This student also glued in a map that they completed while reading the non-fiction story "Rattlers" that compliments the informational brochure seen on the right.  

Fiction Activities
Usually, I teach a mini-lesson on the concept we will be focusing on for that day. Students are able to independently work in their
notebooks while I am working with small groups on other skills.  Eventually as the year goes by, students will not necessarily need a mini-lesson before diving into their reader's notebook.
The following picture shows a modeled lesson I did with students on drawing conclusions.  As a class, we chorally read a paragraph and then drew conclusions based upon what we had read.  This served as a "shared writing" opportunity with the students since we completed this together. 
I use the following grading rubric during each grading period to show parents during conferences.  Grab your copy by clicking on the picture below.

Both my Fiction AND Nonfiction materials are bundled together in the link seen below. :)

Incorporating an Artist Study

Monday, June 3, 2013
This year, one of my student's asked me out of the blue, "WHY DON'T WE DO ART?" Um.......(crickets.......) Since we had been so busy with test preparation, art was certainly an area that  had been lacking in my room.  So, I felt the best approach for incorporating art just prior to open house was through a lap book.  This way, the students had something concrete to display and then to take home as a finished product.  First I started by allowing students to discuss which artists they already knew, even if it was simply their name.  Students came up with Van Gogh, Picasso, Leonardo DiCaprio(which the other students were QUICK to correct this girl on!), and Monet.  After a class vote, Monet took it!  Monet was our first artist study (and ONLY for this year, but really hoping to do more next year!) :-)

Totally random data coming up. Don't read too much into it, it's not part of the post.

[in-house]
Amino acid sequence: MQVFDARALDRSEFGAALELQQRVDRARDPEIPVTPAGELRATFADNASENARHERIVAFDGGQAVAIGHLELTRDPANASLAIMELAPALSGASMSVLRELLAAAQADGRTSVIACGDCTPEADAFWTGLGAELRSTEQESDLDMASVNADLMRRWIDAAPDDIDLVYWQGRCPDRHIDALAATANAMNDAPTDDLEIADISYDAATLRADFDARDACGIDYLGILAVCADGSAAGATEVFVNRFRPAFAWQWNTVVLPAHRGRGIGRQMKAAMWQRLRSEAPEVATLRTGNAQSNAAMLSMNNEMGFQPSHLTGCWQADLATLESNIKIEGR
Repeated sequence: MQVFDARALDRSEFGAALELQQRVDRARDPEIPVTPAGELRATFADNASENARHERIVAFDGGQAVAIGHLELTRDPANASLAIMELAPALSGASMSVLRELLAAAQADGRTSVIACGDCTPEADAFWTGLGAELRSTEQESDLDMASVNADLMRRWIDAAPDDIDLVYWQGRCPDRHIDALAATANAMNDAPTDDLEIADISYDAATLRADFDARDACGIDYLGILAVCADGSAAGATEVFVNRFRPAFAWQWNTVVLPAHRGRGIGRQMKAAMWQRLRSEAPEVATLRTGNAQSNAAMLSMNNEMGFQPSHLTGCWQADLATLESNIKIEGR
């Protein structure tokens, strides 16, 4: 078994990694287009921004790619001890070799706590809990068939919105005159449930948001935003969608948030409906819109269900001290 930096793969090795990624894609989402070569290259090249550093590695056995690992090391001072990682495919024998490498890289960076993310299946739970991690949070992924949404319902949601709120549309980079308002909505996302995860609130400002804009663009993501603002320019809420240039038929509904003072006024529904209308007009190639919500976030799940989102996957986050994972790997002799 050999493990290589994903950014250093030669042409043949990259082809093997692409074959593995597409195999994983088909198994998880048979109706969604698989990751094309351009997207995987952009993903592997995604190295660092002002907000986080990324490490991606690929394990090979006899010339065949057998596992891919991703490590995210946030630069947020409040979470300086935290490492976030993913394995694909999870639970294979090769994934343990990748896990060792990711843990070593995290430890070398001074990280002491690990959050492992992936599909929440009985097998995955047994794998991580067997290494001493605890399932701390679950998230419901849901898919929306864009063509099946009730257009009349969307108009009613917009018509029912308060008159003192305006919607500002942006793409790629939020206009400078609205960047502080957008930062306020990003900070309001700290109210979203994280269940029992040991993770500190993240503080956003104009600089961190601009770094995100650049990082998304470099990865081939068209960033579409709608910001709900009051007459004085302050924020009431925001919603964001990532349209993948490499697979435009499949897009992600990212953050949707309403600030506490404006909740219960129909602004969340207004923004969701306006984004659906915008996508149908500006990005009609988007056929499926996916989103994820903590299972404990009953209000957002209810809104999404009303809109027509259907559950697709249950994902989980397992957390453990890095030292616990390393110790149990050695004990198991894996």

After reading books from our school's library about Monet, we filled out the follwing graph to organize our information.  (The books can be found in the widget below!)

Students completed recreations of Monet's water lilies for the covers of their lap book, studied on the map where Monet lived, and analyzed a time line of his life.
Students filled their picture pockets with important photos relating to Monet's life and added this to their lap books.
We also had a discussion about his artistic mediums and strategies 
like impressionism as seen below.
Here is a picture of the finished product as seen on the inside!

Other ideas that incorporate Claude Monet projects...
Art with Ms. Chiddo created Monet inspired bridges. Click on the picture to be taken to the site.  These look fantastic!
Below is what they did at The Talking Walls.  This is a great example of impressionism! Click on the picture to be taken to the site.
I love Framed in Swirly Gold's approach to water lilies and the unique use of color! Click on the picture below to be taken to the site.
How do you incorporate art into your day?